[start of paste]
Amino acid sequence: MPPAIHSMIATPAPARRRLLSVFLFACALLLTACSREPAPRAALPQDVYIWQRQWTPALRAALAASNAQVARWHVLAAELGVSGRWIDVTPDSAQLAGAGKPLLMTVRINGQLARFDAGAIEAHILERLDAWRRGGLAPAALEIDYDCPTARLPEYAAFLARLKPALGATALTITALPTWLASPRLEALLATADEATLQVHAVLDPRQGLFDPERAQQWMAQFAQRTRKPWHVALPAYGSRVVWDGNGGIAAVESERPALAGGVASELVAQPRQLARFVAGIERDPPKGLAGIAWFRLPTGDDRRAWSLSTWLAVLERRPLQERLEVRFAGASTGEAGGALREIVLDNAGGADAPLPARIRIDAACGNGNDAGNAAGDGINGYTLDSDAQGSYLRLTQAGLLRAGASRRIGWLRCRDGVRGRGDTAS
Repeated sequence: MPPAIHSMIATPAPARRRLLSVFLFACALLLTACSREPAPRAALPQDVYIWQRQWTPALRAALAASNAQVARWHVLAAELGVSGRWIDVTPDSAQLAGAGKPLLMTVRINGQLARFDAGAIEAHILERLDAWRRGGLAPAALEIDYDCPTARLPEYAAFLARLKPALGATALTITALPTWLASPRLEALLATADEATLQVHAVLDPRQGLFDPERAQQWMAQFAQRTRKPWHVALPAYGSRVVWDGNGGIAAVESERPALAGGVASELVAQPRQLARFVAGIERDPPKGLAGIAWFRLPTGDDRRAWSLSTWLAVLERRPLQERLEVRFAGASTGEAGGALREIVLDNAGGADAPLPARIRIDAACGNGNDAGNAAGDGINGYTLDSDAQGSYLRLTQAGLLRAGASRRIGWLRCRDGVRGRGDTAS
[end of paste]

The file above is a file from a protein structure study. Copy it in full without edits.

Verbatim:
Amino acid sequence: MPPAIHSMIATPAPARRRLLSVFLFACALLLTACSREPAPRAALPQDVYIWQRQWTPALRAALAASNAQVARWHVLAAELGVSGRWIDVTPDSAQLAGAGKPLLMTVRINGQLARFDAGAIEAHILERLDAWRRGGLAPAALEIDYDCPTARLPEYAAFLARLKPALGATALTITALPTWLASPRLEALLATADEATLQVHAVLDPRQGLFDPERAQQWMAQFAQRTRKPWHVALPAYGSRVVWDGNGGIAAVESERPALAGGVASELVAQPRQLARFVAGIERDPPKGLAGIAWFRLPTGDDRRAWSLSTWLAVLERRPLQERLEVRFAGASTGEAGGALREIVLDNAGGADAPLPARIRIDAACGNGNDAGNAAGDGINGYTLDSDAQGSYLRLTQAGLLRAGASRRIGWLRCRDGVRGRGDTAS
Repeated sequence: MPPAIHSMIATPAPARRRLLSVFLFACALLLTACSREPAPRAALPQDVYIWQRQWTPALRAALAASNAQVARWHVLAAELGVSGRWIDVTPDSAQLAGAGKPLLMTVRINGQLARFDAGAIEAHILERLDAWRRGGLAPAALEIDYDCPTARLPEYAAFLARLKPALGATALTITALPTWLASPRLEALLATADEATLQVHAVLDPRQGLFDPERAQQWMAQFAQRTRKPWHVALPAYGSRVVWDGNGGIAAVESERPALAGGVASELVAQPRQLARFVAGIERDPPKGLAGIAWFRLPTGDDRRAWSLSTWLAVLERRPLQERLEVRFAGASTGEAGGALREIVLDNAGGADAPLPARIRIDAACGNGNDAGNAAGDGINGYTLDSDAQGSYLRLTQAGLLRAGASRRIGWLRCRDGVRGRGDTAS